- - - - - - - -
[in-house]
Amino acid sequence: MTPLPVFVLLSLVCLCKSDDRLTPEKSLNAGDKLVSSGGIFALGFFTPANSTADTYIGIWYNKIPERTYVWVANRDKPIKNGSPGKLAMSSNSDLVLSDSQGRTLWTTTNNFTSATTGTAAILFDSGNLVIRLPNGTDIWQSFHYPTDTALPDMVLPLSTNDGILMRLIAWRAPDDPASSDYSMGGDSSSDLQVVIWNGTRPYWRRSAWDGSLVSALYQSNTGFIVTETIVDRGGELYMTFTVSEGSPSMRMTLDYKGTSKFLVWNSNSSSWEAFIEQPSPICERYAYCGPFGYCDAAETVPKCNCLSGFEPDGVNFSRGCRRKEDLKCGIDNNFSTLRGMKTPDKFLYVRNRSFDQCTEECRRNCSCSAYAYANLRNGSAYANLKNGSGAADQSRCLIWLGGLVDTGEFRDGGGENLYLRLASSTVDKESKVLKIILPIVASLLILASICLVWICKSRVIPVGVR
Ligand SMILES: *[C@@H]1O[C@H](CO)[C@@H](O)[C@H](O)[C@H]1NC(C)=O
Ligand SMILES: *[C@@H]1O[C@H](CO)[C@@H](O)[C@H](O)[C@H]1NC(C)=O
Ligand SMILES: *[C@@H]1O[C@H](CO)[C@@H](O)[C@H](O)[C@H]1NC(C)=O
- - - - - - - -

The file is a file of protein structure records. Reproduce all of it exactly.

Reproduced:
[in-house]
Amino acid sequence: MTPLPVFVLLSLVCLCKSDDRLTPEKSLNAGDKLVSSGGIFALGFFTPANSTADTYIGIWYNKIPERTYVWVANRDKPIKNGSPGKLAMSSNSDLVLSDSQGRTLWTTTNNFTSATTGTAAILFDSGNLVIRLPNGTDIWQSFHYPTDTALPDMVLPLSTNDGILMRLIAWRAPDDPASSDYSMGGDSSSDLQVVIWNGTRPYWRRSAWDGSLVSALYQSNTGFIVTETIVDRGGELYMTFTVSEGSPSMRMTLDYKGTSKFLVWNSNSSSWEAFIEQPSPICERYAYCGPFGYCDAAETVPKCNCLSGFEPDGVNFSRGCRRKEDLKCGIDNNFSTLRGMKTPDKFLYVRNRSFDQCTEECRRNCSCSAYAYANLRNGSAYANLKNGSGAADQSRCLIWLGGLVDTGEFRDGGGENLYLRLASSTVDKESKVLKIILPIVASLLILASICLVWICKSRVIPVGVR
Ligand SMILES: *[C@@H]1O[C@H](CO)[C@@H](O)[C@H](O)[C@H]1NC(C)=O
Ligand SMILES: *[C@@H]1O[C@H](CO)[C@@H](O)[C@H](O)[C@H]1NC(C)=O
Ligand SMILES: *[C@@H]1O[C@H](CO)[C@@H](O)[C@H](O)[C@H]1NC(C)=O